The past isn’t over, it’s an opening. The future isn’t hidden, it’s a trap.
If she ever wants to see him again, she’ll have to take the risk.
Fall into this “Funny, Romantic & Harrowing” (Publishers Weekly Starred Review) dystopian love story and prepare to encounter a finicky time machine, a mysterious seashell, and a very clever dog (some sex, some swearing, some violence, but no vampires and absolutely NO ditzes!)
When offered a one-way trip to the past, Isabel sacrifices everything for a chance to change the rapidly deteriorating present–and see her murdered lover one last time. When she arrives twenty years in the past, buck naked and mortally wounded, she has 24 hours to convince a stunned but enraptured nineteen-year-old to change their future. Definitely easier said than done, as success means losing him to a brainy, smart-mouthed bombshell (her younger self), and that’s a heart breaker, save the world or not.
This offbeat tale is about falling madly in love when one is too cynical for such things, letting go of pessimism when it’s the last life jacket on a sinking ship, and racing against the clock when one doesn’t have the proper footwear. It’s a coming-of-age story for old fogeys, a how-to-make-love guide for diehard celibates, and a laugh-out-loud tragedy with a hopeful twist.
I’d like to thank TheWriteReads for having me on the tour for this book. I would never have discovered it otherwise. Crossing in time is a great Sci fi romance, smart, funny, and faster paced than an F1 car. The two main characters are Diego and Isabel. One (Diego) is a likable hero who does everything he can for Isabel, but through circumstances beyond his control is ripped away from her. He disappears about 2/3rds of the way through the book but (minor spoiler) you can rest assured we have not seen the last of him in this series I think. The other (Isabel) well, and this is probably just my opinion, is a bit whiny, a bit irritating generally likes to be right and blames Diego for everything that went wrong in their lives. Her heart is in the right place she is just damaged.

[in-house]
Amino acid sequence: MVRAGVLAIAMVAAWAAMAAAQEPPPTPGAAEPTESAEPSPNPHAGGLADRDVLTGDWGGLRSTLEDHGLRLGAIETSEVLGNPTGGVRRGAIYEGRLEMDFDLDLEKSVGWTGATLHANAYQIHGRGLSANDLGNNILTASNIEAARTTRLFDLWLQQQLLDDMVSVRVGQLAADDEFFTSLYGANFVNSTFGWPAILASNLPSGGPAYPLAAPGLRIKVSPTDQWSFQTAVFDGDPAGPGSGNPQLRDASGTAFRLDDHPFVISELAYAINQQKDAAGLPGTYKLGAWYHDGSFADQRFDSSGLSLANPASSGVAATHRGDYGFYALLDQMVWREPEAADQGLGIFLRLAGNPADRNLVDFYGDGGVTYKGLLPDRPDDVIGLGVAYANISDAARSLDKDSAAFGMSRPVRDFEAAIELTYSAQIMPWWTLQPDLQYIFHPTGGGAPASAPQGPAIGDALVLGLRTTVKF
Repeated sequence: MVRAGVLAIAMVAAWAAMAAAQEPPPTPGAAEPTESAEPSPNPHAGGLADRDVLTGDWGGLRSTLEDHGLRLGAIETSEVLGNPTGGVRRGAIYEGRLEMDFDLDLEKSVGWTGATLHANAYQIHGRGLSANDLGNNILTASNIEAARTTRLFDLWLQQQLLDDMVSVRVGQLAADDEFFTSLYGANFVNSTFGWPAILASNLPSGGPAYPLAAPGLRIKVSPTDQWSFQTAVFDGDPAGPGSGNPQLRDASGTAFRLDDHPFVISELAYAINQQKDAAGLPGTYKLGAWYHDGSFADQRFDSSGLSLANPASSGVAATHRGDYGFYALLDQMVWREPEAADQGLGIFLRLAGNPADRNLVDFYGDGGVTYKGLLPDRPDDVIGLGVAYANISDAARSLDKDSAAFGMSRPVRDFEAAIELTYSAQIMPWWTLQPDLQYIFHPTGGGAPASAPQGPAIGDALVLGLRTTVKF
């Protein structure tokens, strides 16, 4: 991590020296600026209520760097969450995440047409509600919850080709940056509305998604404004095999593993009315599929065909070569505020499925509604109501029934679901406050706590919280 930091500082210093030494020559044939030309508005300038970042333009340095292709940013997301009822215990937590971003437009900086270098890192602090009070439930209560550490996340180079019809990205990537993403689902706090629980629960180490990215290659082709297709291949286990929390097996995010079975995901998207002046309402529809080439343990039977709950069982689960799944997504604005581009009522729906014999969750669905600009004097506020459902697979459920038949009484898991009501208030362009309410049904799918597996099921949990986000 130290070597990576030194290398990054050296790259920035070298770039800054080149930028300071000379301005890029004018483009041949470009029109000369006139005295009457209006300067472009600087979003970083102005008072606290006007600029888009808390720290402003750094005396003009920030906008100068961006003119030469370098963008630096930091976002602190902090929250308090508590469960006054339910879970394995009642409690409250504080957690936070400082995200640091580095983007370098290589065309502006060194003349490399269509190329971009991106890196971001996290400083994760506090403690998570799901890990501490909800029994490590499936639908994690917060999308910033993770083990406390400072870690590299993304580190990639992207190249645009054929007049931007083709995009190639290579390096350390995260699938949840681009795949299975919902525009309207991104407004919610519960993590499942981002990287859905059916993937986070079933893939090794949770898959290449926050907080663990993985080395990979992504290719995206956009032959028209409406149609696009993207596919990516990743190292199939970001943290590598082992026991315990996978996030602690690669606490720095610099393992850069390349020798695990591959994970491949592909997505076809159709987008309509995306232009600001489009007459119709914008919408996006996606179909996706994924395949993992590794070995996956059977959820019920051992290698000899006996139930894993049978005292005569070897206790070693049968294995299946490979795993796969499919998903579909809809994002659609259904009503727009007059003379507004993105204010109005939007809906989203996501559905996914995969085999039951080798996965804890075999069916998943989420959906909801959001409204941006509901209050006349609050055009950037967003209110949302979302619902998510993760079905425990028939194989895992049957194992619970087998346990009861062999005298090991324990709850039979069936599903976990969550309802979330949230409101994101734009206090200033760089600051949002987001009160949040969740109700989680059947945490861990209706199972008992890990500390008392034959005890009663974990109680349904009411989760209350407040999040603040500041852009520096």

If that is how the author intended to write her then it is quite genius as when she (again minor spoiler) travels through time it is with the intention of teaching a younger Diego all the things he needs to do differently to be able to make their relationship work. After a few chapters where she is admonishing him she comes to a realization that is is actually she who needs to change and give him a fair chance. My one criticism is that this realisation is a bit softer than it should have been.
There are several very powerful and occasional graphic moments throughout and and ending that unfortunately (or perhaps fortunately for the authors sales) leaves you hanging.
Overall I think its an excellent book and a 4.5 star read from me.